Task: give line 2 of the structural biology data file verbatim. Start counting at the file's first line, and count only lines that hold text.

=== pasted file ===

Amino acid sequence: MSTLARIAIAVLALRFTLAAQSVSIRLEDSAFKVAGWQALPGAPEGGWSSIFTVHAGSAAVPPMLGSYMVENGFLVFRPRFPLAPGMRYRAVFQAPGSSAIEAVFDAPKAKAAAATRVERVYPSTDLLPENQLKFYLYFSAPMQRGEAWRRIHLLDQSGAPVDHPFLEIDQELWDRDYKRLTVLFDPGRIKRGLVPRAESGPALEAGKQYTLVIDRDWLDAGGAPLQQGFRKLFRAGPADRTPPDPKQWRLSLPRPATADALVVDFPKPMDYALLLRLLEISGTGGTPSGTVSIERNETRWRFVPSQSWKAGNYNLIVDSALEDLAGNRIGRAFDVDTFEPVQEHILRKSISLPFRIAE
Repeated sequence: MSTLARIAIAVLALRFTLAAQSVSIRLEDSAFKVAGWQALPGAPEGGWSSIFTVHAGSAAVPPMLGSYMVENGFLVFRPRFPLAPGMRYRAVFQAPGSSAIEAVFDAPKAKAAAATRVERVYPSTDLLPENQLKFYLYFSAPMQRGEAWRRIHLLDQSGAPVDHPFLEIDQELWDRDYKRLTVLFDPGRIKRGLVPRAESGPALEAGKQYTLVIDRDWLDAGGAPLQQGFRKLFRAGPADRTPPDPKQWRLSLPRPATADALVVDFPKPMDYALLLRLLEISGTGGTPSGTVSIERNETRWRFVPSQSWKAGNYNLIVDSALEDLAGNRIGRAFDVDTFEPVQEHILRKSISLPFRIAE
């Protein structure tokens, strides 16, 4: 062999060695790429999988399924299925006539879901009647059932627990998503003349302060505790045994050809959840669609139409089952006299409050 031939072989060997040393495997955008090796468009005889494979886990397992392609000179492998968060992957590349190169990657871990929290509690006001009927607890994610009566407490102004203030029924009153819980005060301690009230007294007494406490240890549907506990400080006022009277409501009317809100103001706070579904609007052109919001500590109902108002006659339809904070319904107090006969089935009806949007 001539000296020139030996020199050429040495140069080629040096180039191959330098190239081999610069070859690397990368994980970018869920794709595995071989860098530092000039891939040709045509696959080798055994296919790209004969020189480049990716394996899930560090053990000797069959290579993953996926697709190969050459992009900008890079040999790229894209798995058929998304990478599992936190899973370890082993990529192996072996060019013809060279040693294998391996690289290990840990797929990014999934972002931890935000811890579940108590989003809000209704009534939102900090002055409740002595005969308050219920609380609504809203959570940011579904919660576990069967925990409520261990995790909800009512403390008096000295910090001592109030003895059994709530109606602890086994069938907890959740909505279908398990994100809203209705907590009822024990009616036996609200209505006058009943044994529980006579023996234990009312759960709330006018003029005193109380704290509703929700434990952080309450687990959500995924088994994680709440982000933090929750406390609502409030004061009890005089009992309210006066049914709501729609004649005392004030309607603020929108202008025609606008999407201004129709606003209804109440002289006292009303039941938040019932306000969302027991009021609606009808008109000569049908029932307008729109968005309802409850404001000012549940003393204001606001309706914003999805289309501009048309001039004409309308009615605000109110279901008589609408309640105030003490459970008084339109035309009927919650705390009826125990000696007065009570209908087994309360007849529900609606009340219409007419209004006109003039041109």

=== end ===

Repeated sequence: MSTLARIAIAVLALRFTLAAQSVSIRLEDSAFKVAGWQALPGAPEGGWSSIFTVHAGSAAVPPMLGSYMVENGFLVFRPRFPLAPGMRYRAVFQAPGSSAIEAVFDAPKAKAAAATRVERVYPSTDLLPENQLKFYLYFSAPMQRGEAWRRIHLLDQSGAPVDHPFLEIDQELWDRDYKRLTVLFDPGRIKRGLVPRAESGPALEAGKQYTLVIDRDWLDAGGAPLQQGFRKLFRAGPADRTPPDPKQWRLSLPRPATADALVVDFPKPMDYALLLRLLEISGTGGTPSGTVSIERNETRWRFVPSQSWKAGNYNLIVDSALEDLAGNRIGRAFDVDTFEPVQEHILRKSISLPFRIAE